about Todd FlowerdayA Roman Catholic lay person, married (since 1996), with one adopted child (since 2001). I serve in worship and spiritual life in a midwestern university parish.
about John Donaghy
John is a lay missionary since 2007 with a parish in western Honduras. Before that he served in campus ministry and social justice ministry in Iowa. His ministry blog is http://hermanojuancito.blogspot.com
He also blogs reflections on the lectionary and saints/heroes/events of the date at http://walktheway.wordpress.com
He'll be a long-term contributor here analyzing the Latin American bishops' document from their 2007 Aparecida Conference.
Vatican II pages
nassauny on DPPL 264: Canonical Recog… Mary on The Armchair Liturgist: Short… Atheist Max on Open Thread On Born Again Liam on Open Thread On Born Again charlesincenca on Open Thread On Born Again Atheist Max on Open Thread On Born Again charlesincenca on Open Thread On Born Again Liam on The Armchair Liturgist: Short… FrMichael on Cardinal Burke (and LSN) on… Atheist Max on Open Thread On Born Again
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Category Archives: Saints
Considering a photojournalist, an archbishop, and countless others, who determines martyrdom? Is it the martyrs themselves? Their survivors and colleagues and loved ones? Their murderers? Some post-death committee of truth? The number of disciples who follow in their footsteps? Do … Continue reading
One way or another, lots of good people, even journalists, are obsessed a bit with the conflation of “Pope Francis” and “Left.” Perhaps understandable, as the rose-colored era of 1978-2013 provided not so much a broad effort to gathering in … Continue reading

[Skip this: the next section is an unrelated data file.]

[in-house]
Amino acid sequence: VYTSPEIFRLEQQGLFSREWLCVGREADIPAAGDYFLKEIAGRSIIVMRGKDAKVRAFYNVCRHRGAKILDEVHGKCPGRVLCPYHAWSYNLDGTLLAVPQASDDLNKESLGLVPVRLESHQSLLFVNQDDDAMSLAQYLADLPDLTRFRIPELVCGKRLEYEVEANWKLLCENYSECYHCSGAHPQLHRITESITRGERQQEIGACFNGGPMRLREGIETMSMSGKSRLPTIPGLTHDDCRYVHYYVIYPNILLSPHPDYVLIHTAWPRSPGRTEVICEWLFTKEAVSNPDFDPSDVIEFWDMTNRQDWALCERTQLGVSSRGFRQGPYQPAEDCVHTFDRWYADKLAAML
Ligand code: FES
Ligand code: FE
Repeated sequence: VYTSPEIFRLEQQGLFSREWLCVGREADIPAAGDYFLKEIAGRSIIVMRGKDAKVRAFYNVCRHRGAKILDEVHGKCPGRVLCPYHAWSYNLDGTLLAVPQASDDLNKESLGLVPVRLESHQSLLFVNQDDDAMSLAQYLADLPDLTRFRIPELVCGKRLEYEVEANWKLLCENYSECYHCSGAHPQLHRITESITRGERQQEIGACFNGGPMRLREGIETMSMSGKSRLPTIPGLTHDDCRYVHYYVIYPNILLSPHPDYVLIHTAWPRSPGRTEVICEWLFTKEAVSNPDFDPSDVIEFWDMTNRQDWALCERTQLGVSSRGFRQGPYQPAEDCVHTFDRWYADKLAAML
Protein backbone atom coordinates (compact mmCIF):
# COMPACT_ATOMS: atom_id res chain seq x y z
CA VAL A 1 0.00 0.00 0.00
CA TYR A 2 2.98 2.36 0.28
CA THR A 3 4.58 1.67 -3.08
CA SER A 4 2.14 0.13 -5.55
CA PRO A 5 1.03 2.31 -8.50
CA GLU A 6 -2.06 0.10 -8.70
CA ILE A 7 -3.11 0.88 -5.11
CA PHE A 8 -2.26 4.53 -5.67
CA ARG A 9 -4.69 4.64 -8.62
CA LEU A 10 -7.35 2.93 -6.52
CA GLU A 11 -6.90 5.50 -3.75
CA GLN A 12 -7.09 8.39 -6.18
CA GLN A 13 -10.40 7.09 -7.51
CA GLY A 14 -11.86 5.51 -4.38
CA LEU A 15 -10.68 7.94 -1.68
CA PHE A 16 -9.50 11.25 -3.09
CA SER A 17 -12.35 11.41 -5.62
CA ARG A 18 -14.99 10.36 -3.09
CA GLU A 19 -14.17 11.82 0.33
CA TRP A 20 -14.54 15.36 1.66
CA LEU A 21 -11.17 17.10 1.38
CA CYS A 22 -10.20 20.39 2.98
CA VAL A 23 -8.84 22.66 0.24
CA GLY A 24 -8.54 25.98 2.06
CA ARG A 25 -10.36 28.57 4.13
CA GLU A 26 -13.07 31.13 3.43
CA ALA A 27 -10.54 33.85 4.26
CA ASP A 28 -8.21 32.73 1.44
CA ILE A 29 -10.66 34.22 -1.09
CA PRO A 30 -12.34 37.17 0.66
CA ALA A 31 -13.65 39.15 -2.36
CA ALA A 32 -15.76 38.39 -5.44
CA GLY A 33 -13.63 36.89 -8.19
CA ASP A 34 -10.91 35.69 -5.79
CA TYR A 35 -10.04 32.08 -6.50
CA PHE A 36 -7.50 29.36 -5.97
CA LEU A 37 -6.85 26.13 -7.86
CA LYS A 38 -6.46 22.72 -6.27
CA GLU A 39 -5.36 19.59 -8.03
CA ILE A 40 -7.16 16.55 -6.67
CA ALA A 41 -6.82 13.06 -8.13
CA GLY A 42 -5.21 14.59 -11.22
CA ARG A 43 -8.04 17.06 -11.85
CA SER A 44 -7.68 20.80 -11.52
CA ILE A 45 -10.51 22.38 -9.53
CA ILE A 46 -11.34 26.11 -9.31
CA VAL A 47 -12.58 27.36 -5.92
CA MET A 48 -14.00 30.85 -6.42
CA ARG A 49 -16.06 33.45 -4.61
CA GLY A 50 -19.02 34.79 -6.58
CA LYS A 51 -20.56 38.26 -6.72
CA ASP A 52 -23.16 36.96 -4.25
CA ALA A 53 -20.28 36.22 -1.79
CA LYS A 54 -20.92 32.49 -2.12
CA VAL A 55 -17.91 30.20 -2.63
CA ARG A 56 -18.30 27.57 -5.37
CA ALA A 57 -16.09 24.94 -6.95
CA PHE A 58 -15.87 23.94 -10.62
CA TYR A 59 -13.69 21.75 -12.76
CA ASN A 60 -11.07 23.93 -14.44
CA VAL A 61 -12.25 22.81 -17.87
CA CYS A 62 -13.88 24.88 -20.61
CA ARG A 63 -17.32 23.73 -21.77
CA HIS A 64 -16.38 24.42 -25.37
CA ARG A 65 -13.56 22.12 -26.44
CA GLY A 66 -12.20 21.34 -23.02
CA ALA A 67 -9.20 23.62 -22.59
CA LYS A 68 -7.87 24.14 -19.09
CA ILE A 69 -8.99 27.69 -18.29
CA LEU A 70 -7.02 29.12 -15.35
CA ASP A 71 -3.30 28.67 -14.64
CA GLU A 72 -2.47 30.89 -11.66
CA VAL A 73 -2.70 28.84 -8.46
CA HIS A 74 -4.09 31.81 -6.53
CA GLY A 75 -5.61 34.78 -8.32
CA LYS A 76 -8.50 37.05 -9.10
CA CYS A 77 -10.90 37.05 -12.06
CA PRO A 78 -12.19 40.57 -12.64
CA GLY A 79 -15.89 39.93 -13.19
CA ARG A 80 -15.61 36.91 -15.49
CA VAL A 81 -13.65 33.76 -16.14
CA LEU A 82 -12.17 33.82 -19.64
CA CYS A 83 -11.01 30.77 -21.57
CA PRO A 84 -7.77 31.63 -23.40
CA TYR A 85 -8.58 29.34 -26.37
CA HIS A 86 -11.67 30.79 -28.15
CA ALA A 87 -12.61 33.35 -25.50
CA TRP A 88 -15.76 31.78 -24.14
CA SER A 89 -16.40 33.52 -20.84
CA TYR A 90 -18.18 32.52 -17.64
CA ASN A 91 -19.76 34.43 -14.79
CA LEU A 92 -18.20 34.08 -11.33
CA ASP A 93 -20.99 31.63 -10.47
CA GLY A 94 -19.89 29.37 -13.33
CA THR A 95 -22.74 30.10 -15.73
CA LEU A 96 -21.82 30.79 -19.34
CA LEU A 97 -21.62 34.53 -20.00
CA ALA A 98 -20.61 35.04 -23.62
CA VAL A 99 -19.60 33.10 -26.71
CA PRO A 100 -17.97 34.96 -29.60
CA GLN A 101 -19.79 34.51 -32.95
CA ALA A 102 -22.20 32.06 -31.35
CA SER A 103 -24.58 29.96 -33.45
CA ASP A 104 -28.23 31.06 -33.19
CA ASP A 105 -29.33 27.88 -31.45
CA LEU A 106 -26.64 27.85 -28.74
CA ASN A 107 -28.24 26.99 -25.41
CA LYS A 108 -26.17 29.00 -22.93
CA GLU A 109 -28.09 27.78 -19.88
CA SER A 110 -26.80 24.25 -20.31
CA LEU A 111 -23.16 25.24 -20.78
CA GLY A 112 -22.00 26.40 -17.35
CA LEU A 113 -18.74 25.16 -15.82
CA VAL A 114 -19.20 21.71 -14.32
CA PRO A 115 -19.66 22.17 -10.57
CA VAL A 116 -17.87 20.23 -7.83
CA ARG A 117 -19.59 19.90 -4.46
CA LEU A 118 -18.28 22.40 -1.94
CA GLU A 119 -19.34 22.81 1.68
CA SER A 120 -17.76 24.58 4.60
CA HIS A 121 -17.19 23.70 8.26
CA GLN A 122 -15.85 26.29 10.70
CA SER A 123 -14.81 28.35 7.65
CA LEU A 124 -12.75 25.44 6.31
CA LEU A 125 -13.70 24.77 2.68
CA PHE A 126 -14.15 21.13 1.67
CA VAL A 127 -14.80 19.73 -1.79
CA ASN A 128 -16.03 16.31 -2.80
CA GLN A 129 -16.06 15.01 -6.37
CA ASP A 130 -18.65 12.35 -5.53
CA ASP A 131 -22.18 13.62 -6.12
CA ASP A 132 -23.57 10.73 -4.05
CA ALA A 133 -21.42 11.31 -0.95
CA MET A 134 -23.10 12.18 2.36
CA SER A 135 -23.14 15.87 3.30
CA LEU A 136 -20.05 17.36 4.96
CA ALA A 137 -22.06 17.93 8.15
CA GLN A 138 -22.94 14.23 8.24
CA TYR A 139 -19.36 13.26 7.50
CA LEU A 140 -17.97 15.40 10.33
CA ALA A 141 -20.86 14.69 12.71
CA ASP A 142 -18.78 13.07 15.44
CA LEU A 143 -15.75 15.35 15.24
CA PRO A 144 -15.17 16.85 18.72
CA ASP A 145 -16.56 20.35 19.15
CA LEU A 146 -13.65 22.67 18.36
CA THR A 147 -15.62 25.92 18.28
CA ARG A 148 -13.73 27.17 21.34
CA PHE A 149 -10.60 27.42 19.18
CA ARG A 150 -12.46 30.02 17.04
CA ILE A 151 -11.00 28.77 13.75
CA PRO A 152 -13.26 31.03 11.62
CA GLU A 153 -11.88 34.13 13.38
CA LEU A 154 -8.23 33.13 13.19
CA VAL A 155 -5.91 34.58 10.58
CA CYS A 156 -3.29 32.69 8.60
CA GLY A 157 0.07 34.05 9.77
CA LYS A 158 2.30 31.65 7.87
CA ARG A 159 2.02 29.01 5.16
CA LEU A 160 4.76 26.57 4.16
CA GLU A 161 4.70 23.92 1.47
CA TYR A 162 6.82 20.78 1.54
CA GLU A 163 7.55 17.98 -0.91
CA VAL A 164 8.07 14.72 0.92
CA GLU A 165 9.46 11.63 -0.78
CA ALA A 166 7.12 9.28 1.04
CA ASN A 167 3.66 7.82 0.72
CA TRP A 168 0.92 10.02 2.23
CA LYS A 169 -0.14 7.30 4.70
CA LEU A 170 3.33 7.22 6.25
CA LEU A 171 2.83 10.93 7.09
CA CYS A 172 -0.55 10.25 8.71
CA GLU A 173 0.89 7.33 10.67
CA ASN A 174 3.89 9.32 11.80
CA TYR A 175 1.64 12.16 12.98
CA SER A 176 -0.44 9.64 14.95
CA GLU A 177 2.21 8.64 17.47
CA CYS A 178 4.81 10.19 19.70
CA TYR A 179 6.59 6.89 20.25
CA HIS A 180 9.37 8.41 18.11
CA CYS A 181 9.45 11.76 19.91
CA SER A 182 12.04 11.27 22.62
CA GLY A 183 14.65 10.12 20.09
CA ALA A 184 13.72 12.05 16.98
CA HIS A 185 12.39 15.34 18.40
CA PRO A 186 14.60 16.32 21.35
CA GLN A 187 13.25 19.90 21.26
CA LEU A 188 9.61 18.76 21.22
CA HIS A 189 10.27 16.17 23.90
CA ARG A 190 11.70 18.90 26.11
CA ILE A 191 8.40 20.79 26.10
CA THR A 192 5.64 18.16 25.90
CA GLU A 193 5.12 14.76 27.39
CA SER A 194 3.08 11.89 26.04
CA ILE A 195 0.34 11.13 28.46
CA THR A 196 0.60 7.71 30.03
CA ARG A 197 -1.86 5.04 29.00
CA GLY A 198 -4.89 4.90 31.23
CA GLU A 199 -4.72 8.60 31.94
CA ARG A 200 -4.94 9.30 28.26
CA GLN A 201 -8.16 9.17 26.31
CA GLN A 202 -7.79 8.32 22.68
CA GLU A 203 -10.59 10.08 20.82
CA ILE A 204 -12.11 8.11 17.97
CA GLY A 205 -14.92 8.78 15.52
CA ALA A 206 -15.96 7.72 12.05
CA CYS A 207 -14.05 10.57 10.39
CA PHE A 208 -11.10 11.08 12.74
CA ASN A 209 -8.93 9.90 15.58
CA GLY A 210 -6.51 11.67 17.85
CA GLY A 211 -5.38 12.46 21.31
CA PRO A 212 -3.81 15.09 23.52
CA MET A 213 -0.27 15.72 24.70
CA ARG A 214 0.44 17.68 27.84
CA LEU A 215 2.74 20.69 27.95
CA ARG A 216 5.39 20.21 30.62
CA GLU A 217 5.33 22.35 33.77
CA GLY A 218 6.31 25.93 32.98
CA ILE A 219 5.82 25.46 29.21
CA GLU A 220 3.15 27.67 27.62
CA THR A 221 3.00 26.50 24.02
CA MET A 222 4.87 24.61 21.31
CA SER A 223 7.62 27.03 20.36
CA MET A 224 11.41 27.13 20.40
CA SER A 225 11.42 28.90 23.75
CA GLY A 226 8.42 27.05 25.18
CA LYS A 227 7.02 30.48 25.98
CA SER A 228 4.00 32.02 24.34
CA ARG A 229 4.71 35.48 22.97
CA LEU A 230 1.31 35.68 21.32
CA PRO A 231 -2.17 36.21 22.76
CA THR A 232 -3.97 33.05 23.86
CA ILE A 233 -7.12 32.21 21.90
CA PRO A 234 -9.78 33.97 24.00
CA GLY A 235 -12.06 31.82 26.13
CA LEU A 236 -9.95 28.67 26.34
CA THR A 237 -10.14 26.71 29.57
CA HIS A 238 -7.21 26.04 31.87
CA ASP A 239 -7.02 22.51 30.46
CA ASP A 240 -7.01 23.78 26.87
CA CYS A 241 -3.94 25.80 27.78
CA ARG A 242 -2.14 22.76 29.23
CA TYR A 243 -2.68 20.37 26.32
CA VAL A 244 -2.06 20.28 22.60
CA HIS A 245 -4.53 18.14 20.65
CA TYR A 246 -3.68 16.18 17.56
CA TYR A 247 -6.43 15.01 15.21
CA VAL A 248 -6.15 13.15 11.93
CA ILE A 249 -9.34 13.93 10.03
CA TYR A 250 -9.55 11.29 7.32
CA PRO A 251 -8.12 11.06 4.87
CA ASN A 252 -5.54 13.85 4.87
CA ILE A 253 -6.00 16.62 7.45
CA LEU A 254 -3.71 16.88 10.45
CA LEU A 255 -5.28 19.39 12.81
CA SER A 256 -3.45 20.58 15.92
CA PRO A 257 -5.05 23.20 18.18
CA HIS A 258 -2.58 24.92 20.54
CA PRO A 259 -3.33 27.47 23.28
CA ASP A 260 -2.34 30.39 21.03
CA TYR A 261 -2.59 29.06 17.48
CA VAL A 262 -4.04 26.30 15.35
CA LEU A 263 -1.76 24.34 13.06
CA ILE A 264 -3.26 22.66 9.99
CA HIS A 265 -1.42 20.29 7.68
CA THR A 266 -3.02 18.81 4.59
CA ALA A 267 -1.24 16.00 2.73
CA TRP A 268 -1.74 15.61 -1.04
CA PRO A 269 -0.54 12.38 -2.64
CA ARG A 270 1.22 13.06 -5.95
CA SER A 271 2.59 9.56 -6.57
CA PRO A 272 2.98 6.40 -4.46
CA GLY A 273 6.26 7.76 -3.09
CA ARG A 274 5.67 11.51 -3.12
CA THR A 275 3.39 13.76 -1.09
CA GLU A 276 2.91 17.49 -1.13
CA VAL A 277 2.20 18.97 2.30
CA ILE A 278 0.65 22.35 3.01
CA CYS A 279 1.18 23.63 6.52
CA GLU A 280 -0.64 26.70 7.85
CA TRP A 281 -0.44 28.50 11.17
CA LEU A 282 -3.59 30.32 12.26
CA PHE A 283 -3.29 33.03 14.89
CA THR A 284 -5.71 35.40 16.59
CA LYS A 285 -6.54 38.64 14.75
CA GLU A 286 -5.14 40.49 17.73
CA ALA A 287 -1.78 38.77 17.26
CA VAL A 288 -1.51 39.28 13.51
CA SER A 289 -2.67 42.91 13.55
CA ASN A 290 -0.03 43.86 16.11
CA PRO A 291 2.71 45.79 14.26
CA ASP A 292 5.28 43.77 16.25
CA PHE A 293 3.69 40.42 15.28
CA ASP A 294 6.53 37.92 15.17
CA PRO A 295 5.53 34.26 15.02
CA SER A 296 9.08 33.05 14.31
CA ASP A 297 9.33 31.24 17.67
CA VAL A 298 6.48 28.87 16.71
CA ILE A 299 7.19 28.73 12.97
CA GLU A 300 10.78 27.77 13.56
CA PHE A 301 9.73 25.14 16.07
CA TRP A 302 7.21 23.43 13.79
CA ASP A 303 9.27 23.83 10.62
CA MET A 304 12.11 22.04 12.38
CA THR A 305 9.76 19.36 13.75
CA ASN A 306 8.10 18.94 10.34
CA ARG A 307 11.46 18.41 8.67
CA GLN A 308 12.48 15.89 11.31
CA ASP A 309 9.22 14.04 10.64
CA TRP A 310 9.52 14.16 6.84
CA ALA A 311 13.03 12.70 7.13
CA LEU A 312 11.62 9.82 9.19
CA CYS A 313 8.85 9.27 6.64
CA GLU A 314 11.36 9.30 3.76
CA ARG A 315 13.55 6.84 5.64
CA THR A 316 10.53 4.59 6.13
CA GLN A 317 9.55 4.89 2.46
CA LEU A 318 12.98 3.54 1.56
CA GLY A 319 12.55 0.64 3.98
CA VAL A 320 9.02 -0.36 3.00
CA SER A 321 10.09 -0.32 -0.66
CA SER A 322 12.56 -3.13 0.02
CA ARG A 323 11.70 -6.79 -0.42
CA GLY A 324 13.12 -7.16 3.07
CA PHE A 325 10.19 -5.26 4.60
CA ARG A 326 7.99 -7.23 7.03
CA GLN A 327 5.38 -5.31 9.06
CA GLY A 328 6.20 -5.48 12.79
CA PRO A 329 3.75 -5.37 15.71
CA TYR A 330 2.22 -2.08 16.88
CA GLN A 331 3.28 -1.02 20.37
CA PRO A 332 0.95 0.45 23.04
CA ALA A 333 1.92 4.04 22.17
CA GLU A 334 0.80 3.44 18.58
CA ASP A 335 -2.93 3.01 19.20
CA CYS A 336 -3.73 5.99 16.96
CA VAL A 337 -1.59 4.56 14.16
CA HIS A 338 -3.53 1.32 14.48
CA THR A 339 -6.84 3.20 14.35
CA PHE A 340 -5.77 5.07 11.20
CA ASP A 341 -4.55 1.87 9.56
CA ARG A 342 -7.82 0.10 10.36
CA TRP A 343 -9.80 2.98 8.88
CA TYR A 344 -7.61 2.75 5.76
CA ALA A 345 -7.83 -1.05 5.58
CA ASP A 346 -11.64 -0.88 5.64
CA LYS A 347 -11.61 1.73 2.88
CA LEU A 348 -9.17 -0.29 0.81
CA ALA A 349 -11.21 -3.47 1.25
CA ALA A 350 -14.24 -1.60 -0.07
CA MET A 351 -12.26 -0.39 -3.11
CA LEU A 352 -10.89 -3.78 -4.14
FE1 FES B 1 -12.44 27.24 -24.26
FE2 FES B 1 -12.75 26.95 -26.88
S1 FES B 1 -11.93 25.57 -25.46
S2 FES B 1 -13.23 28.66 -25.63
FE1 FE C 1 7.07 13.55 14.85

Elizabeth Lange was born in French-speaking Hispaniola, but in childhood she became a refugee in those late-18th century Caribbean upheavals. She was reared and educated in Cuba, and by 1813, had settled with other French-speaking refugees in Baltimore. One of … Continue reading
She preceded Hildegard of Bingen by two centuries, and obviously, we don’t know a lot about Hrotsvitha–not nearly as much as we know about, say, the founders of Tridentine-era religious orders. What do we know? She was a canoness–pretty sure. … Continue reading
Francesca Cabrini was born in Italy in 1850. Several orders denied her application to enter religious life in her teens. Why? Health concerns. It didn’t stop her from dedicating her life to God. She served as a teacher. Then she … Continue reading
Our neighbors to the north celebrate their national day today, and I couldn’t think of a more worthy woman to mention than the founder of the Congregation of Notre Dame of Montreal. Marguerite was born in France, and around age twenty … Continue reading
Britain’s new venerable, Frances Taylor, was a nurse, author, editor, Anglican-turned-Catholic, and as one might surmise, the founder of a religious community. Link here to a recent Catholic Herald feature. Frances was born to an Anglican family with high church … Continue reading